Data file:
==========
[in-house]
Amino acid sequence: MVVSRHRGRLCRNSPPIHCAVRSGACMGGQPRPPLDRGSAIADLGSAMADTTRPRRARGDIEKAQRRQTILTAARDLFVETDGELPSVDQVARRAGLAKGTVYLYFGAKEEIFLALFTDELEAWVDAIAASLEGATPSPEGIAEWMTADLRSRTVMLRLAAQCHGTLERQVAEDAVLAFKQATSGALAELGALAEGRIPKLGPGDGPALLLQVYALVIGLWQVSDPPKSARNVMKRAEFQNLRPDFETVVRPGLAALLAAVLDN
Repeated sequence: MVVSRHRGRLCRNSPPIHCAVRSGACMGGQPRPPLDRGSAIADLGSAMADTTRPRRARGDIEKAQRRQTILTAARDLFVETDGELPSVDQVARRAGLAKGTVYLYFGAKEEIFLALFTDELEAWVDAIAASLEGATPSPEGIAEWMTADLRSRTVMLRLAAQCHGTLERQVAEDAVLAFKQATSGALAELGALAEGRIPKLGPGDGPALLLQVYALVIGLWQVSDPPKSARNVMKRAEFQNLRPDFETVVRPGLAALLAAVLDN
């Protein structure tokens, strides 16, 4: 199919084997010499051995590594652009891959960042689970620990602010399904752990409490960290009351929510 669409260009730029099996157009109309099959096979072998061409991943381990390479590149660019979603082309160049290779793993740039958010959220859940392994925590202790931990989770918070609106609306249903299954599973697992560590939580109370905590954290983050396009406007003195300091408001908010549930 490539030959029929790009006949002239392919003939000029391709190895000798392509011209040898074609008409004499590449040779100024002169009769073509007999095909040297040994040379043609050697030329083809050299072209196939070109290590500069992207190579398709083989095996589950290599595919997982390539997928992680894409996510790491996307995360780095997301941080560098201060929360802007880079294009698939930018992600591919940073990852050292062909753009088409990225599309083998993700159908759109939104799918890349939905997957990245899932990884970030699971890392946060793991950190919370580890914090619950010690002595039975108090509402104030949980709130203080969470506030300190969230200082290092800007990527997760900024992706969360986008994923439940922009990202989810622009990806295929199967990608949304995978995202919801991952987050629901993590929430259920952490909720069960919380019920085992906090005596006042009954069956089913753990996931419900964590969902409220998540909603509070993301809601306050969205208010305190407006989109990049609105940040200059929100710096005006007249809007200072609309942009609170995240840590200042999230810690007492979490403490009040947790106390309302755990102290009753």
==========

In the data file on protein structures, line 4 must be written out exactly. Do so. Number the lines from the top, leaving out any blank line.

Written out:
């Protein structure tokens, strides 16, 4: 199919084997010499051995590594652009891959960042689970620990602010399904752990409490960290009351929510 669409260009730029099996157009109309099959096979072998061409991943381990390479590149660019979603082309160049290779793993740039958010959220859940392994925590202790931990989770918070609106609306249903299954599973697992560590939580109370905590954290983050396009406007003195300091408001908010549930 490539030959029929790009006949002239392919003939000029391709190895000798392509011209040898074609008409004499590449040779100024002169009769073509007999095909040297040994040379043609050697030329083809050299072209196939070109290590500069992207190579398709083989095996589950290599595919997982390539997928992680894409996510790491996307995360780095997301941080560098201060929360802007880079294009698939930018992600591919940073990852050292062909753009088409990225599309083998993700159908759109939104799918890349939905997957990245899932990884970030699971890392946060793991950190919370580890914090619950010690002595039975108090509402104030949980709130203080969470506030300190969230200082290092800007990527997760900024992706969360986008994923439940922009990202989810622009990806295929199967990608949304995978995202919801991952987050629901993590929430259920952490909720069960919380019920085992906090005596006042009954069956089913753990996931419900964590969902409220998540909603509070993301809601306050969205208010305190407006989109990049609105940040200059929100710096005006007249809007200072609309942009609170995240840590200042999230810690007492979490403490009040947790106390309302755990102290009753």